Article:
MILAN — After tapping high-profile mentors including Olivier Rousteing, Katie Grand, Massimo Giorgetti and Paul Andrew across its international campuses, Istituto Marangoni has taken another major step, revealing plans to open a new fashion school in Dubai.
Slated to launch with the September intake of students, the campus will add to the existing nine units in Milan, Florence, Paris, London, Mumbai, Shanghai, Shenzhen and Miami.
“We have always had a bent for internalization and this opening took us two years of preparation,” said Istituto Marangoni’s managing director Stefania Valenti, adding that the initial plan to plant a flag in the city dates back to November 2019, around the same time she succeeded Roberto Riccio at the helm of the fashion and design school.
A direct branch of the company, the Dubai hub will be established in the DIFC financial district, in a building covering 11,300 square feet with an additional 2,680-square-foot terrace.
“We identified a location that is prestigious and functional,” said Valenti, noting the district’s proximity to downtown and Dubai landmarks such as the Burj Khalifa tower and the Dubai Mall. While financial details were not disclosed, the executive said the size of investment in the project was in line with the other school openings and she forecast a break even in the fourth year.
The executive has ambitious plans for the unit, which has the strategic mission to build on the increasing appetite for fashion education not only in Dubai but in the whole Middle East, where she’s already eyeing future developments in the next five to seven years.
“We already started a series of collaborations in the area,” she confirmed, addressing the potential of the market and citing a study that forecasts the higher education business in the Middle East and Africa will grow at a compound annual rate of 5 percent from now until 2030.
“The area of Dubai is not that developed in terms of fashion and design-focused higher education; there’s no vertical offering but general institutions that have just a couple of courses,” she noted, adding that there’s room also for Istituto Marangoni’s interior and product design courses.
“That’s because this is a very interesting market also in terms of real estate development, so we will bring those classes, too,” said Valenti, highlighting that the school’s research showed a multidisciplinary interest “for everything creative in general, including contemporary art.”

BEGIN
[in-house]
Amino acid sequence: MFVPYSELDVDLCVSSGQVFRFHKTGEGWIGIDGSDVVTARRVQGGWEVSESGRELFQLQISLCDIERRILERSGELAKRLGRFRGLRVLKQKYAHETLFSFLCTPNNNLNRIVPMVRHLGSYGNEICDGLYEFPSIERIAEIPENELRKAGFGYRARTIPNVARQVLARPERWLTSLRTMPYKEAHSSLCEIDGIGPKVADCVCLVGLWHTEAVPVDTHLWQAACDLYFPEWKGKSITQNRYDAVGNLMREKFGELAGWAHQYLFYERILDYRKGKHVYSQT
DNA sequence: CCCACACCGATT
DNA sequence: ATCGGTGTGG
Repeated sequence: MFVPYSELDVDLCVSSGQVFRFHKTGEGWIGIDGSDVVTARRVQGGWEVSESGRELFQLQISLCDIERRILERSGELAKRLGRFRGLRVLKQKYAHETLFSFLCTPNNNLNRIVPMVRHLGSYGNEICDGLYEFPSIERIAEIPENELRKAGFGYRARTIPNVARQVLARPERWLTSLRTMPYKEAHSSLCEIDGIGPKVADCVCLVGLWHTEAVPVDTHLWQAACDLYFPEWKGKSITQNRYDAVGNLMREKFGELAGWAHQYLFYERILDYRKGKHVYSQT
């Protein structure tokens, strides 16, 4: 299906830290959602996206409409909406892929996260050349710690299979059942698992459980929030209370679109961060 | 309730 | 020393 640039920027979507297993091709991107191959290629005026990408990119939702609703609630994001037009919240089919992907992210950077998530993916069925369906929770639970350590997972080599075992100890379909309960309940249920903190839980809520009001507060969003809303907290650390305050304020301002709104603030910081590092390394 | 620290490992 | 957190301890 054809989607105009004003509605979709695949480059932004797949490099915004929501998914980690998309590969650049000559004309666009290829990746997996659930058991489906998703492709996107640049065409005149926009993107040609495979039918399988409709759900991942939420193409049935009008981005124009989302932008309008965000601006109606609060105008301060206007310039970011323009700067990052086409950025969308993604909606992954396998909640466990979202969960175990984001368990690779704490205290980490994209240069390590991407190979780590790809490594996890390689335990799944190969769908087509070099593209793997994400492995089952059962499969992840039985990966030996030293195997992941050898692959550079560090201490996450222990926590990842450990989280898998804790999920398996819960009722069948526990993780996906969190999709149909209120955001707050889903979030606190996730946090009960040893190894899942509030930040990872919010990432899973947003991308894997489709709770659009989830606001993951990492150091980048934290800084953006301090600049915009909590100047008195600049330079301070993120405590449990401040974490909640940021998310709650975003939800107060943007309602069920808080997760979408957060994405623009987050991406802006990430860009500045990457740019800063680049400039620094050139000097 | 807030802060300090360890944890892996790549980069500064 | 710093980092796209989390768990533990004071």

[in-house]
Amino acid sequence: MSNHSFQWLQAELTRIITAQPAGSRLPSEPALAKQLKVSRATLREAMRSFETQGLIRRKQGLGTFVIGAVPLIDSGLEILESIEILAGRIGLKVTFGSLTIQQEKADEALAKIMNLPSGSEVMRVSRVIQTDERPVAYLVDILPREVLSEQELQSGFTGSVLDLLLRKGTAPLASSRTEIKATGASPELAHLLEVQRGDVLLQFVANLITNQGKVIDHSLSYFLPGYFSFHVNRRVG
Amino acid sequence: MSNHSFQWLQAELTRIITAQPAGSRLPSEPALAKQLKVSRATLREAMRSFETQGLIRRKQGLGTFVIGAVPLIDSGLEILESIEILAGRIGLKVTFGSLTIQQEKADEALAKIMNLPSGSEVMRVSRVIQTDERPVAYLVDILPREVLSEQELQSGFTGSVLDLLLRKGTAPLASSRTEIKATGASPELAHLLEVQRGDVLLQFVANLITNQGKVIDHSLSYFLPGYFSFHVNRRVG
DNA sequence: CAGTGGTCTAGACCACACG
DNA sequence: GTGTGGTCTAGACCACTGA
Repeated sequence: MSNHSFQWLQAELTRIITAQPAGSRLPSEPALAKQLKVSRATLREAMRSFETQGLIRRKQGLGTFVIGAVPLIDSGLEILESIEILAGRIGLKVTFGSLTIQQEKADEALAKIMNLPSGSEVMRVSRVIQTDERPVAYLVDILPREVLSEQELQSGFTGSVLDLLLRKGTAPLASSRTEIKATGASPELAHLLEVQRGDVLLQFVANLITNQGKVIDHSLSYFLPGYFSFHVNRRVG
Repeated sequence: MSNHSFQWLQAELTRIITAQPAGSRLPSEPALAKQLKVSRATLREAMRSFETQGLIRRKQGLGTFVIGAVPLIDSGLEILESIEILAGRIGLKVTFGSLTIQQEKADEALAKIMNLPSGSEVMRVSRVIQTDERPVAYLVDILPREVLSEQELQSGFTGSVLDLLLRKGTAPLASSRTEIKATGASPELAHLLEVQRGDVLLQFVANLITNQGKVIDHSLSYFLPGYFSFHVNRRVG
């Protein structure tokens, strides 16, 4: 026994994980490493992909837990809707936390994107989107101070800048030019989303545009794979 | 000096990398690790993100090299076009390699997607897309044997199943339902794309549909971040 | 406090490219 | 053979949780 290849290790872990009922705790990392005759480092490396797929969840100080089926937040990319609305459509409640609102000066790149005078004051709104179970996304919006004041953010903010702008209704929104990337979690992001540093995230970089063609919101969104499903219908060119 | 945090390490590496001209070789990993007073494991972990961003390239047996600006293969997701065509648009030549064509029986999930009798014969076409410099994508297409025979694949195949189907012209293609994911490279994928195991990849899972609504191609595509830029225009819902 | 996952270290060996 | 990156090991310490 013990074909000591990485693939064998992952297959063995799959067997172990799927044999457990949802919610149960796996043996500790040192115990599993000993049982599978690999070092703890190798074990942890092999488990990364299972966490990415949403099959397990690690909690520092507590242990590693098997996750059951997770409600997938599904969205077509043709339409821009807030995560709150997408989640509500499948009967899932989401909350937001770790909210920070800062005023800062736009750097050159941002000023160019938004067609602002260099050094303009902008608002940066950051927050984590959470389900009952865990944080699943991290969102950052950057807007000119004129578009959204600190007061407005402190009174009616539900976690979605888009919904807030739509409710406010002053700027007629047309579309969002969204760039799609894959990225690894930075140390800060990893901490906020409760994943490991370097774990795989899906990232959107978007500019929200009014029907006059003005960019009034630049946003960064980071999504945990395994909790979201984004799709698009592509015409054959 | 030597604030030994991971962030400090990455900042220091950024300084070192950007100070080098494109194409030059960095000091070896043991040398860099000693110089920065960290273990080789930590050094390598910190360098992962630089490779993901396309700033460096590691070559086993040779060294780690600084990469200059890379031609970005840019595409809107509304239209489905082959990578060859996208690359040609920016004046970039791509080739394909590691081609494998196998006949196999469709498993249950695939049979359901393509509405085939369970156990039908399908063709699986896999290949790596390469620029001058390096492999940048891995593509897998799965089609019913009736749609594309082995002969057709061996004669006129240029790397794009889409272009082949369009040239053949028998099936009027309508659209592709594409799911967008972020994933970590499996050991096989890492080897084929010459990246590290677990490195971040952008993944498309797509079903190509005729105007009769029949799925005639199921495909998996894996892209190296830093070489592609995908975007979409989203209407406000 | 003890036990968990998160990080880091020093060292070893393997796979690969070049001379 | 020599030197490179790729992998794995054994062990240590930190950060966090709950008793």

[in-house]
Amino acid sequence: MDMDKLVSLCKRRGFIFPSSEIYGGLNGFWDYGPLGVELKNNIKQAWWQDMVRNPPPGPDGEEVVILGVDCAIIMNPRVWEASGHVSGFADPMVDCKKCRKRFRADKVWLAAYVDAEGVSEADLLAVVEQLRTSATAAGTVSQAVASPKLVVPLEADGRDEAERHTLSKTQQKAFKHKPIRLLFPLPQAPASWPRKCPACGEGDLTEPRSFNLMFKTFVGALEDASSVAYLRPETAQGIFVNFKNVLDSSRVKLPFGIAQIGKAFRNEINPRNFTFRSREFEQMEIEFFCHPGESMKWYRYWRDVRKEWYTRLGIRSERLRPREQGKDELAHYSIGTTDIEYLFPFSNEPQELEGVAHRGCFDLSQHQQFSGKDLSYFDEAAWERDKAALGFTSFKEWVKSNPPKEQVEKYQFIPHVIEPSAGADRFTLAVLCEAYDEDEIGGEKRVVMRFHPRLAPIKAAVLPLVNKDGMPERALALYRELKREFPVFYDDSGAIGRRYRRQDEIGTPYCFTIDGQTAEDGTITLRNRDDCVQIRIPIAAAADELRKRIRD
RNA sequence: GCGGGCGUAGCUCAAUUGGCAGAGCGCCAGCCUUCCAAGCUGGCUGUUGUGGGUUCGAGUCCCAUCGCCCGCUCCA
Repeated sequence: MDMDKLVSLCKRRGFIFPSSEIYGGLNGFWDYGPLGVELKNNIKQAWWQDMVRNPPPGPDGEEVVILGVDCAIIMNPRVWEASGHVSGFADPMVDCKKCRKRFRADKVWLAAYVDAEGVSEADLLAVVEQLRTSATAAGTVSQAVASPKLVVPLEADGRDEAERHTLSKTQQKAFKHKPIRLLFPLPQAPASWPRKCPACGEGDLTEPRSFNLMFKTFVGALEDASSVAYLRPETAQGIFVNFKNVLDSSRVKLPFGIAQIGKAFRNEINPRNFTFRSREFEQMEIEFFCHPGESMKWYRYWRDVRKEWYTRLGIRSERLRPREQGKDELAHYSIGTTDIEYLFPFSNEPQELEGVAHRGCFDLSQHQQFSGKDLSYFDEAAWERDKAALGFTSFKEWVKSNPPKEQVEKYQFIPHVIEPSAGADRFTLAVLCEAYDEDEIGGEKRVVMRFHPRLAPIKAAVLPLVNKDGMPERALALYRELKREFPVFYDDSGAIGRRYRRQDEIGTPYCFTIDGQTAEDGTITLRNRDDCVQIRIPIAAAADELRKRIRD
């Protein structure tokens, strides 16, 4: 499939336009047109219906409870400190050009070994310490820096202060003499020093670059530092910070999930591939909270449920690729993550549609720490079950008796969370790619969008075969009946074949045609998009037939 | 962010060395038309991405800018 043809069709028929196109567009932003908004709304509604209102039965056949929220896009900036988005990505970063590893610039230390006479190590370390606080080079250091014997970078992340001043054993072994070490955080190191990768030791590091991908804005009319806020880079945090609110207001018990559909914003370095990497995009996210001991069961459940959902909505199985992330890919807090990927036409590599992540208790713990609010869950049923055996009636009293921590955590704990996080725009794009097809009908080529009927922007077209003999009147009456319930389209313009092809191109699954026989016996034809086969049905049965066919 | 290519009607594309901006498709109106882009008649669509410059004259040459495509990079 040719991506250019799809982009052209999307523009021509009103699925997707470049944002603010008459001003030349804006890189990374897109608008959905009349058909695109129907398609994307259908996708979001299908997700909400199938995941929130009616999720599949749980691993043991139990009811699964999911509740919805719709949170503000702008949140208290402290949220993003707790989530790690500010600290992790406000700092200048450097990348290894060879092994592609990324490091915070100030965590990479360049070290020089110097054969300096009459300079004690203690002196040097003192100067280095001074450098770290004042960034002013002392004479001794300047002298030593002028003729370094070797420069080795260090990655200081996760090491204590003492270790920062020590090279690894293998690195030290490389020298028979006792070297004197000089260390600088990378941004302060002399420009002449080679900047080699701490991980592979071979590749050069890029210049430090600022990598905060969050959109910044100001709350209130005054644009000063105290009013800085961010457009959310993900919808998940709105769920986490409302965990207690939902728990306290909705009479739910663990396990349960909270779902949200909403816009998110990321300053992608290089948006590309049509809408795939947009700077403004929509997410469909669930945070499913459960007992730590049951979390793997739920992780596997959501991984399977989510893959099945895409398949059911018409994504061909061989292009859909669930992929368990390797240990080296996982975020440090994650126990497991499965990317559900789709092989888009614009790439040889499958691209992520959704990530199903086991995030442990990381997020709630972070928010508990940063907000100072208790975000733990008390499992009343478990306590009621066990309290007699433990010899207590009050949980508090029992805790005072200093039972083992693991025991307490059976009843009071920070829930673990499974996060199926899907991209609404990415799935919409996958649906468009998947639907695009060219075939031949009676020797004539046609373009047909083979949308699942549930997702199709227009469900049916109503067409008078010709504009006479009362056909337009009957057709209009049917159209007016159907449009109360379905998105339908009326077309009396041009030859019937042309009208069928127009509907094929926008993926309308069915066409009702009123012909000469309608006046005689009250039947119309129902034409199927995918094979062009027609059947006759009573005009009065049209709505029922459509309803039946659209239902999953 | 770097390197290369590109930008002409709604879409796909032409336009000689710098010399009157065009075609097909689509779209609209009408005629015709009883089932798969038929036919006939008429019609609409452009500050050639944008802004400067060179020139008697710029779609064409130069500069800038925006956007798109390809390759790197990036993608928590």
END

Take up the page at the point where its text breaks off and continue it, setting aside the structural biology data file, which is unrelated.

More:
Yet the executive is committed to taking a gradual approach, starting to cement the core fashion courses in the territory for a few years to become familiar with the needs and demands of the market before planning any additions or tweaks to the educational program.
In addition to targeting Middle Easterners, the Dubai school is set to draw international talent, especially from Australia and Canada. According to Valenti, local policies and the government’s investment in enhancing the attractiveness of the city overall play a big role in raising overseas interest.
In sync with the school’s philosophy of creating bridges between campuses, the Dubai school will enable its students to spend one or more years in other units. In particular, Valenti forecast the Mumbai-Dubai route is likely to become particularly popular as a significant number of Indian students have shown interest in the city.
In the same way, the school will further explore its hybrid learning formats and provide them also in the new location.
Overall, Istituto Marangoni is progressing with phy-gital experimentation by joining forces with other prominent academic locations. For example, in Milan a new, hybrid master for luxury and business developed in partnership with the MIP Politecnico di Milano School of Management will be launched in June. In addition to online courses, in-person classes will be equally divided between and hosted by teachers of the two institutions.
“All these initiatives are bringing a new energy in the school,” noted Valenti, but they are proving to be fruitful business-wise, too.
As reported, the school registered 25 percent growth in enrollment for the October intake compared to the same period last year, with attendance in the European campuses increasing 28 percent. In the fiscal year ended in June 2021, the school generated 78 million euros in revenues and, despite the pandemic and the restrictions, the total enrollment across the nine international campuses was up 4 percent to 4,177 students compared to the previous year.
Founded in 1935, Istituto Marangoni is controlled by Galileo Global Education Italia, the Italian branch of the international private higher education company GGE. Well-known alumni of the school include Franco Moschino, Alessandro Sartori, Domenico Dolce, Paula Cademartori and Andrea Pompilio, among others.
Private schools operating in the fashion, art and design fields under GGE Italia’s umbrella also include Nuova Accademia di Belle Arti — better known as NABA — and Domus Academy.